Saturday, May 23, 2009

The Egg Came First

The day began with a gift from Leigh: an abandoned turkey egg she found near the top of the driveway. It’s larger than a chicken egg, and is dappled brown. Very pretty, and I have no idea what to do with it. Normally it’s the kind of thing I’d save, but apparently a mother turkey can abandon an egg for a while and then return. I guess I’ll put it back in the grass, although I’m worried one of the crows might make a nice breakfast of it.

Other things or creatures I saw in the yard today:

Our snake, Rocky. Rocky is probably a series of snakes who live in the rock walls in the yard, but I call all of them Rocky and jump every time I see him/them. Post-jump, I just want to pick him up and talk to him, but I don’t. I just watch the S of him slither through the grass or take in a little sun on a flat stone.

The first dragonflies of the season. When they rest up against a rock and the sun hits them just right, it looks like they have about ten wings.

Hummingbirds. Lots of ‘em. Refilled the feeders and they couldn’t be happier. Or, who knows… maybe they could be way happier. But I can’t get much happier every time I see or hear one. The other day one buzzed right past my ear – I felt it as much as I heard it. I keep wearing my pink t-shirt in the yard hoping one will come right up to me. It’s possible… I’ve seen it.

Big bumblebees nosing in the impatiens and exploring the nooks and crannies of the rock walls. God they’re fat.

An indigo bunting. This is noteworthy because I've never seen one in our yard before. Other blue birds, especially blue jays, whom I love, but never an indigo bunting. This one was eating a dandelion (the white parachute version, not the yellow kids-favorite-flower version). Then it disappeared under some hostas. Its mate was nearby, poking about in the grass. They both seemed very low-key, as far as birds go.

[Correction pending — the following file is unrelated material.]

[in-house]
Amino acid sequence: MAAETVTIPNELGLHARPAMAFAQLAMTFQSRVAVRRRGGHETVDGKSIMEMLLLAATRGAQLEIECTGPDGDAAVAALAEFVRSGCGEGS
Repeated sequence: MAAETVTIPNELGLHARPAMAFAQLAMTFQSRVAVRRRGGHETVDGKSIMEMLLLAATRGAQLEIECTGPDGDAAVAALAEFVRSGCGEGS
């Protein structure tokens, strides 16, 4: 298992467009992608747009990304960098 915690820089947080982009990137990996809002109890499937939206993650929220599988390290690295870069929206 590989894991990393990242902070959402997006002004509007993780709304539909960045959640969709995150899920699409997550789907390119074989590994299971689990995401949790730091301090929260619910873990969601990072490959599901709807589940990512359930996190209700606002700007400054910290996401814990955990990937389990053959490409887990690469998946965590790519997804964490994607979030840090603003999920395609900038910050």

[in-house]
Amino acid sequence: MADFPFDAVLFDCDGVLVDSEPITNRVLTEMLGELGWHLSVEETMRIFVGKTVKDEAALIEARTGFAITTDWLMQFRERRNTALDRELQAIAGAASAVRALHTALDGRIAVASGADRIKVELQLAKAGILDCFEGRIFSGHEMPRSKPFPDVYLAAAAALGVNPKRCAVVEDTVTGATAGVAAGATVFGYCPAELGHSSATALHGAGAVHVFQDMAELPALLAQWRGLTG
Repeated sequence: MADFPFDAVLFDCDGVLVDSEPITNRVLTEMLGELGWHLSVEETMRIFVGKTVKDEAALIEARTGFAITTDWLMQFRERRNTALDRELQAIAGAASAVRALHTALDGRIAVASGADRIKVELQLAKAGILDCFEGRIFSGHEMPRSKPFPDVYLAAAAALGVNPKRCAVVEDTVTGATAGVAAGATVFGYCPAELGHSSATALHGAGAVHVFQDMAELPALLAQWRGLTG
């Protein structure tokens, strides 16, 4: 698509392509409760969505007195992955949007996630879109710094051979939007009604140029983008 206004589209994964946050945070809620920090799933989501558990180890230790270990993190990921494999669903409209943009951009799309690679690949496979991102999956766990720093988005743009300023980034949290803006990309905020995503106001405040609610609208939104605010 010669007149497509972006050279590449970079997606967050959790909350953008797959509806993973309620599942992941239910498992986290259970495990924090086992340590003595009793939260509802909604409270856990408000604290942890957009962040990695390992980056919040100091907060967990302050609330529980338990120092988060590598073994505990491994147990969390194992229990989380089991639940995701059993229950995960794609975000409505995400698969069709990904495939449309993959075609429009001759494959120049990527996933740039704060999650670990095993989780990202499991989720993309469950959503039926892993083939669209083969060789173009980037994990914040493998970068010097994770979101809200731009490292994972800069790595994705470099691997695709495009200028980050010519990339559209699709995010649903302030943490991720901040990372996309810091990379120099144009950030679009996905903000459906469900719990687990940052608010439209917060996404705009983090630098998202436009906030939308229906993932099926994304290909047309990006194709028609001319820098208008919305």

While digging in the dirt, many earthworms. I tried not to hit any of them with the trowel, fearing I’d slice them in half. Every time I saw one I remembered my brother, as a little boy, picking one up and holding it over his head, which he tipped toward the sky and said “dare me?” I said “yes.” He dropped the worm into his mouth. We continued playing.

A young cardinal, thrashing about in a low cluster of leaves. No idea what he was up to, but he wasn’t subtle.

A blue jay, in an adjacent tree. Making less of a fuss than usual – it was like the jay and the cardinal had reversed roles. Every once in a while the jay would dive straight down from his branch to the ground, eat some seed, and return. It’s not much of a flight, but he takes it head first and fast, like some kind of daredevil stunt pilot.

And Leigh, who helped me plant my flower garden. Last week, while roaming about the yard, I’d noticed a spot that wasn’t being put to any use at all, said “some flowers would look nice there.” I’d have left it at that – I’m not a gardener, don’t like dirt and mosquitoes and backbreaking labor. But Leigh decided not only that we’d put in a flower garden, but that I’d pick out the flowers and do the arranging. I agreed, mindlessly assuming Leigh’s method of gardening would be similar to mine – the yes-that’d-be-nice-someday-maybe-especially-if-someone-else-did-it version. Leigh’s approach to just about everything, however, is to do it. DO it. I mean, DO IT NOW. And so that’s how I ended up at Ontario Orchards, my favorite store in the world, picking out flowers. And that’s how we ended up paying almost $200 for said flowers. And that’s how I ended up digging rocks out of the dirt, which seemed, for a time, more like moving dirt out of the way of the rocks. Many rocks. And eventually, much dirt. And, a few hours after that, lots of flowers.